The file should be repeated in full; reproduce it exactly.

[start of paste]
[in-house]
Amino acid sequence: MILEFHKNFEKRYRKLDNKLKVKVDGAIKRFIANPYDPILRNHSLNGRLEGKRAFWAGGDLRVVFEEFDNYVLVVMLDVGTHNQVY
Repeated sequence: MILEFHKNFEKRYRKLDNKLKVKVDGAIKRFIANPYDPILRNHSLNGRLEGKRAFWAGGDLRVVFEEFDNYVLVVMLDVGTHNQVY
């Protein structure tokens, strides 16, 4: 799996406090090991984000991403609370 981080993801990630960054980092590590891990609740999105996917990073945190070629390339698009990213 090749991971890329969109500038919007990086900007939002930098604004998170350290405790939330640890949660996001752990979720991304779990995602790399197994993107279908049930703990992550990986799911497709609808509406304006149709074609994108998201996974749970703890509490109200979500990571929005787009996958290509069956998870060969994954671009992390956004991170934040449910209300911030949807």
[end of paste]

[in-house]
Amino acid sequence: MILEFHKNFEKRYRKLDNKLKVKVDGAIKRFIANPYDPILRNHSLNGRLEGKRAFWAGGDLRVVFEEFDNYVLVVMLDVGTHNQVY
Repeated sequence: MILEFHKNFEKRYRKLDNKLKVKVDGAIKRFIANPYDPILRNHSLNGRLEGKRAFWAGGDLRVVFEEFDNYVLVVMLDVGTHNQVY
């Protein structure tokens, strides 16, 4: 799996406090090991984000991403609370 981080993801990630960054980092590590891990609740999105996917990073945190070629390339698009990213 090749991971890329969109500038919007990086900007939002930098604004998170350290405790939330640890949660996001752990979720991304779990995602790399197994993107279908049930703990992550990986799911497709609808509406304006149709074609994108998201996974749970703890509490109200979500990571929005787009996958290509069956998870060969994954671009992390956004991170934040449910209300911030949807």